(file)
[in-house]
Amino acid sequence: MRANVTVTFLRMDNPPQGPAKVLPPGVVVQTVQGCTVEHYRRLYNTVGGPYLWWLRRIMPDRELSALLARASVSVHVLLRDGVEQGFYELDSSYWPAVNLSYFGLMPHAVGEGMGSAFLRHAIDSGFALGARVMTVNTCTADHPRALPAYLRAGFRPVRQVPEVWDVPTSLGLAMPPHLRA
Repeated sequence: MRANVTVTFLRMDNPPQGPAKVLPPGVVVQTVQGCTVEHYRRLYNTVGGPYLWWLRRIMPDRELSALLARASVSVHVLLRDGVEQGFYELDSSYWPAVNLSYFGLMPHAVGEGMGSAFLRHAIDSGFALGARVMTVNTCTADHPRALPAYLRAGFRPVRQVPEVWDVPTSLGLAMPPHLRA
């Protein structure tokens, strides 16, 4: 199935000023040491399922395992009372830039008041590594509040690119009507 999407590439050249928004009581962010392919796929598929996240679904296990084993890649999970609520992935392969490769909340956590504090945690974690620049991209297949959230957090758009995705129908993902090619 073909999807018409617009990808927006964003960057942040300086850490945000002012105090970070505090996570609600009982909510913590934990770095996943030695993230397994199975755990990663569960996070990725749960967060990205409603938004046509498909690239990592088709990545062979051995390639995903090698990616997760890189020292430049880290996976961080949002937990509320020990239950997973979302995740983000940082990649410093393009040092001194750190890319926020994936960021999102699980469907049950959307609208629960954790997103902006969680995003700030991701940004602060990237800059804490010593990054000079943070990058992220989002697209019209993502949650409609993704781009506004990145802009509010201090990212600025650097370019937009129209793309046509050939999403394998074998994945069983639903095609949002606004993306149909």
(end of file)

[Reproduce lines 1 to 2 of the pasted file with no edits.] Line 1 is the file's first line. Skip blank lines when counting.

[in-house]
Amino acid sequence: MRANVTVTFLRMDNPPQGPAKVLPPGVVVQTVQGCTVEHYRRLYNTVGGPYLWWLRRIMPDRELSALLARASVSVHVLLRDGVEQGFYELDSSYWPAVNLSYFGLMPHAVGEGMGSAFLRHAIDSGFALGARVMTVNTCTADHPRALPAYLRAGFRPVRQVPEVWDVPTSLGLAMPPHLRA